Author Archives: Daniel Jolley

Conspiracy theories can sometimes bolster rather than undermine support for the status quo

In a recent paper published in Political Psychology by myself from Staffordshire University and Karen Douglas and Robbie Sutton from the University of Kent, we found that conspiracy theories might be a way that people can maintain favourable attitudes towards society … Continue reading

Posted in Round-Ups, Social psychology | 5 Comments

Conspiracy theories in the workplace

Conspiracy theories have been shown to have potentially detrimental consequences on political, environmental, and health-related behaviour intentions. We have discussed these consequences on the blog previously. Recently, psychologists have extended this and explored how conspiracy theories may also impact our day-to-day working … Continue reading

Posted in Round-Ups, Social psychology, What's the harm | 4 Comments

Exposure to conspiracy theories: Enduring over a two-week period

We know that conspiracy theories may have some important negative societal consequences.  Conspiracy theories can discourage people from engaging with the political system, taking action against climate change and having a fictional child vaccinated. In each of these empirical investigations, … Continue reading

Posted in Round-Ups, Social psychology, What's the harm | 5 Comments

Conspiracy theories and the campaign to Leave the EU

With colleagues at the University of Kent (Prof Karen Douglas and Dr Aleksandra Cichocka), we have written a piece in The Psychologist discussing conspiracy theories and the campaign to Leave the EU.  In short, we have found that belief in … Continue reading

Posted in Social psychology, What's the harm, World events | 3 Comments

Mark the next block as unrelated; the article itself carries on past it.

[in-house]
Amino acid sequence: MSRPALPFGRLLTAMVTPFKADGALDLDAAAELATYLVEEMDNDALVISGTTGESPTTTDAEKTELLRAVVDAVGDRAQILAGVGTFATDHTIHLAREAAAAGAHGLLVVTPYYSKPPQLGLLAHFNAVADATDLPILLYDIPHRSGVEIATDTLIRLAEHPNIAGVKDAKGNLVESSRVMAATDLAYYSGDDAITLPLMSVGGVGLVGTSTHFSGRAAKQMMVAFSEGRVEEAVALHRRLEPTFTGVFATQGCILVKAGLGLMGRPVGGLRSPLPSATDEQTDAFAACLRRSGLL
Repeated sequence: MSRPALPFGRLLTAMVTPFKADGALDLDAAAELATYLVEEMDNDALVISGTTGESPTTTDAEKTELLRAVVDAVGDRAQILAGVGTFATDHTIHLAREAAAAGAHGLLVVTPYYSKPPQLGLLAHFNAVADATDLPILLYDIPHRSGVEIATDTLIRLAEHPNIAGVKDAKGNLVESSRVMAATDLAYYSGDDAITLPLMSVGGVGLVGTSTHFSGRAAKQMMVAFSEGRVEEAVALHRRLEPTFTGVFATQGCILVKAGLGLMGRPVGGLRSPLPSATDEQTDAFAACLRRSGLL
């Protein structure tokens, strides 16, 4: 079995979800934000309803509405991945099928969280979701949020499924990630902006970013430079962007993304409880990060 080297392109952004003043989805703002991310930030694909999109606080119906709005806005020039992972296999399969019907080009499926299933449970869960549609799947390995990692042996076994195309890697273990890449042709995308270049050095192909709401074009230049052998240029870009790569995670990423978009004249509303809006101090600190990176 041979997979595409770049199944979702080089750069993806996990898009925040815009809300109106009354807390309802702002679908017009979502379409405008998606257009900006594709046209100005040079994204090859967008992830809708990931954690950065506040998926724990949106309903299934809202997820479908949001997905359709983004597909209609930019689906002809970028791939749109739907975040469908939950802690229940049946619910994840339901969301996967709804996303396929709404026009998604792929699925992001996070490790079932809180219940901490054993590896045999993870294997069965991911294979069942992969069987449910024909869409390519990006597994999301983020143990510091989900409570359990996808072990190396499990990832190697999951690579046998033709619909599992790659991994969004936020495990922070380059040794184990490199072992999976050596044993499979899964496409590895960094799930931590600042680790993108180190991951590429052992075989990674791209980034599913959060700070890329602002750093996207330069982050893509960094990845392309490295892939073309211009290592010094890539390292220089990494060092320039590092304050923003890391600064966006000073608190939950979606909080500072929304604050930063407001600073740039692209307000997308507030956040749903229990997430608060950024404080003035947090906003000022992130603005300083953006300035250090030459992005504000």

Stress and belief in conspiracy theories

A recent a piece of research published by Viren Swami and colleagues has uncovered a link between feeling stressed and belief in conspiracy theories. Swami and colleagues gathered responses from over 400 people, where the responders completed various measures, such … Continue reading

Posted in Personality, Social psychology, What's the harm, World events | Tagged , , | 5 Comments

Buffering conspiracy theories with feelings of control

The psychology of conspiracy theories is an ever-growing field. I have Google Scholar Alerts set up to let me know of new research and the alerts have been particularly active recently. It is great to see the field flourishing with activity. … Continue reading

Posted in Reviews, What's the harm | Tagged , | 6 Comments

The 2015 general election and conspiracy theories

Millions of people in the United Kingdom will head to the polling stations on Thursday (7th May) to vote in the 2015 general election. There will however be a large portion of people, whilst eligible, will not cast their vote. … Continue reading

Posted in What's the harm | 14 Comments

Ebola virus conspiracy theories

“How do you think the Ebola virus come about?” Created in a lab (on purpose) – 47% Created in a lab (by accident) – 10% Spread from bats/monkeys – 38% Cannibalistic ritual cover-up – 5% This is a poll question … Continue reading

Posted in What's the harm | Tagged , , , | 14 Comments

Anti-vaccine conspiracy theories and their potential impact on children’s health

The Los Angeles Times recently published a piece titled: “Measles is spreading, and the anti-vaccine movement is the cause”, and as you can imagine, this caught my attention. Recently, I have had an empirical paper published in the open-access journal … Continue reading

Posted in Social psychology, What's the harm | 40 Comments

Should conspiracy theory research inform public policy?

Princess Diana was murdered by the Royal Family.  The U.S. government orchestrated the 9/11 terrorist attacks.  Pharmaceutical companies cover up evidence of harmful side effects of vaccines.  Each statement is a ‘conspiracy theory’; defined as a proposed plot by powerful … Continue reading

Posted in Social psychology | Tagged | 225 Comments